At the same time, the World Cup itself appeared to suffer little from any architectural or infrastructural issues. The stadiums were ultimately all completed in time; few problems were reported with travel between airports or to and from stadiums; and even the pitch in Manaus held up for its four group games. Preparations for major sporting events tend to prove problematic. It must be remembered that the City of Manchester Stadium, built with two temporary stands for the 2002 Commonwealth Games, was still undergoing work in the days before the event’s opening ceremony, and a metro link between the stadium and the city went incomplete. The Athens Summer Olympics in 2004 saw soaring costs and a race to be ready amid numerous delays to construction. While the Olympic venues were completed well within schedule for Beijing 2008, the Games brought considerable controversy over forced relocations: which affected somewhere between the Chinese government’s suggested 6,000 families, and the 1.5 million residents predicted by human rights groups.

In fact, many quarters have acclaimed the organisational achievement on display in Brazil. A survey of foreign journalists suggests an overwhelmingly positive response to the travel provision, airport service, and level of personal security afforded during the World Cup, as well as towards Brazilian culture and nightlife. David Ranc of the Football Research in an Enlarged Europe project has argued that the World Cup in Brazil was better organised than the 2012 London Olympics, citing routinely full stadiums and relatively conservative large-scale security measures. The counter argument has also been made that – despite problems with the provision and construction of stadia and the continuing inequality which is characteristic of Brazilian society – Brazil’s hosting of the World Cup ought to be seen as a testament to the country’s growth, and to the significant improvements made in health and education over the last decade.

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Beyond the headlines regarding unfinished or unfurnished stadiums, fears were expressed in bursts that the World Cup would be beset by riots. A wave of protests took place across Brazilian cities in June 2013, with the impetus being fare increases to public transportation, but feeling soon extending to encompass anger over other social issues, over perceived governmental corruption, and at the excessive police response to the protests, which included the use of rubber bullets. The protests became known inside Brazil as the ‘V for Vinegar Movement’, after groups of protesters were allegedly arrested for carrying vinegar, intended as a remedy against the police’s use of tear gas and pepper spray. The height of these protests intertwined with Brazil’s hosting of the 2013 Confederations Cup. With the protest movement and football linked, growing upset over the cost of the World Cup, and a sense of complicity between the Brazilian government and FIFA, belief built that the tournament was liable to see trouble on the streets and around the stadiums.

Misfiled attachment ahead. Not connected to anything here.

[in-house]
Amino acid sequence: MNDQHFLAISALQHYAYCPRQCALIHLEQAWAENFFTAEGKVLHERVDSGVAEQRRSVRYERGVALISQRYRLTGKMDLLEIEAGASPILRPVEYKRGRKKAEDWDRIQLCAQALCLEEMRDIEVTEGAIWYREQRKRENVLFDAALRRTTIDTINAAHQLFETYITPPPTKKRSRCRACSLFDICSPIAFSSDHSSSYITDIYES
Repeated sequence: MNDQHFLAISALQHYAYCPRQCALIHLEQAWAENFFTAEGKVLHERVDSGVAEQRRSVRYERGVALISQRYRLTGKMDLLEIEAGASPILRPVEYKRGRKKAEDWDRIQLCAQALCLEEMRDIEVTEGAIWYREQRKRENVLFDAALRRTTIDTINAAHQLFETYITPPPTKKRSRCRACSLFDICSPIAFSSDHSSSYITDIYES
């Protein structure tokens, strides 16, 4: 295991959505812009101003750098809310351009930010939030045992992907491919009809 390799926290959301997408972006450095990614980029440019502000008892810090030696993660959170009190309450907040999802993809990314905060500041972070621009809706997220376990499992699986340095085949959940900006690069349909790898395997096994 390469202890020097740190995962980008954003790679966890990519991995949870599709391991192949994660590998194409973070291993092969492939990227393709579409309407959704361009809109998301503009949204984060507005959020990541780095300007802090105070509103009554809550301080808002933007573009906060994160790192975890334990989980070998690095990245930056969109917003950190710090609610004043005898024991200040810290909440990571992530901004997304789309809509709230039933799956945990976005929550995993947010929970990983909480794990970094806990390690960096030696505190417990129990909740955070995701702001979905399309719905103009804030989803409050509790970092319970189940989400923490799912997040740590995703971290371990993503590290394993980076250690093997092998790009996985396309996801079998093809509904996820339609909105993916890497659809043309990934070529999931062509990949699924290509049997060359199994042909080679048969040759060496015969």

While there were clashes in Brazil’s major cities as the World Cup got underway – which saw the police again use tear gas on those demonstrating – these soon subsided. With little to report, conjecture arose that an early exit for Brazil would prove the catalyst for violent manifestations of unrest. Given the context, these fears were understandable, and aired by committed and talented journalists, including the BBC’s Tim Vickery. However, vague and concerned premonitions became, in the tabloid presses, scaremongering invoking the potential for widespread rioting and dirty bombs.